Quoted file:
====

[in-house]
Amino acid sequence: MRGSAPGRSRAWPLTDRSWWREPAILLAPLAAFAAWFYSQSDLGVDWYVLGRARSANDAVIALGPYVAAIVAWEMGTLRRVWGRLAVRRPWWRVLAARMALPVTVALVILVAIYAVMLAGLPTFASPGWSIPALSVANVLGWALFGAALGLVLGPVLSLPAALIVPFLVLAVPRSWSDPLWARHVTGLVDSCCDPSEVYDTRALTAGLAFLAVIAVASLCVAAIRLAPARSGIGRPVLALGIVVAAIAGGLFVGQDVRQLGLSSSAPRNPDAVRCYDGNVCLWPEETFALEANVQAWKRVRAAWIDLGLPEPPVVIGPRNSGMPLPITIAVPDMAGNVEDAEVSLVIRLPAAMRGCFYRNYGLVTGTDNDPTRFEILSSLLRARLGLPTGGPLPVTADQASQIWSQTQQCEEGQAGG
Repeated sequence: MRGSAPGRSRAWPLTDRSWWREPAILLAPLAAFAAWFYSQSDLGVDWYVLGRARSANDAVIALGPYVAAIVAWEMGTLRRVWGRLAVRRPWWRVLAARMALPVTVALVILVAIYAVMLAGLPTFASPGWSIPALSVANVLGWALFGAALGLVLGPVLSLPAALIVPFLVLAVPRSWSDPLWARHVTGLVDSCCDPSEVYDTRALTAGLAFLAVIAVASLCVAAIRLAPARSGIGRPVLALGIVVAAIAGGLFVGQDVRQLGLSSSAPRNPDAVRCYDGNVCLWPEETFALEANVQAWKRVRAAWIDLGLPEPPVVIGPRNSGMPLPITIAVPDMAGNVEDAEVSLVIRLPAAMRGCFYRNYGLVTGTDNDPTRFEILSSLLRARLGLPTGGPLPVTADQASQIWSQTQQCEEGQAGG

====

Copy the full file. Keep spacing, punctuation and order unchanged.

[in-house]
Amino acid sequence: MRGSAPGRSRAWPLTDRSWWREPAILLAPLAAFAAWFYSQSDLGVDWYVLGRARSANDAVIALGPYVAAIVAWEMGTLRRVWGRLAVRRPWWRVLAARMALPVTVALVILVAIYAVMLAGLPTFASPGWSIPALSVANVLGWALFGAALGLVLGPVLSLPAALIVPFLVLAVPRSWSDPLWARHVTGLVDSCCDPSEVYDTRALTAGLAFLAVIAVASLCVAAIRLAPARSGIGRPVLALGIVVAAIAGGLFVGQDVRQLGLSSSAPRNPDAVRCYDGNVCLWPEETFALEANVQAWKRVRAAWIDLGLPEPPVVIGPRNSGMPLPITIAVPDMAGNVEDAEVSLVIRLPAAMRGCFYRNYGLVTGTDNDPTRFEILSSLLRARLGLPTGGPLPVTADQASQIWSQTQQCEEGQAGG
Repeated sequence: MRGSAPGRSRAWPLTDRSWWREPAILLAPLAAFAAWFYSQSDLGVDWYVLGRARSANDAVIALGPYVAAIVAWEMGTLRRVWGRLAVRRPWWRVLAARMALPVTVALVILVAIYAVMLAGLPTFASPGWSIPALSVANVLGWALFGAALGLVLGPVLSLPAALIVPFLVLAVPRSWSDPLWARHVTGLVDSCCDPSEVYDTRALTAGLAFLAVIAVASLCVAAIRLAPARSGIGRPVLALGIVVAAIAGGLFVGQDVRQLGLSSSAPRNPDAVRCYDGNVCLWPEETFALEANVQAWKRVRAAWIDLGLPEPPVVIGPRNSGMPLPITIAVPDMAGNVEDAEVSLVIRLPAAMRGCFYRNYGLVTGTDNDPTRFEILSSLLRARLGLPTGGPLPVTADQASQIWSQTQQCEEGQAGG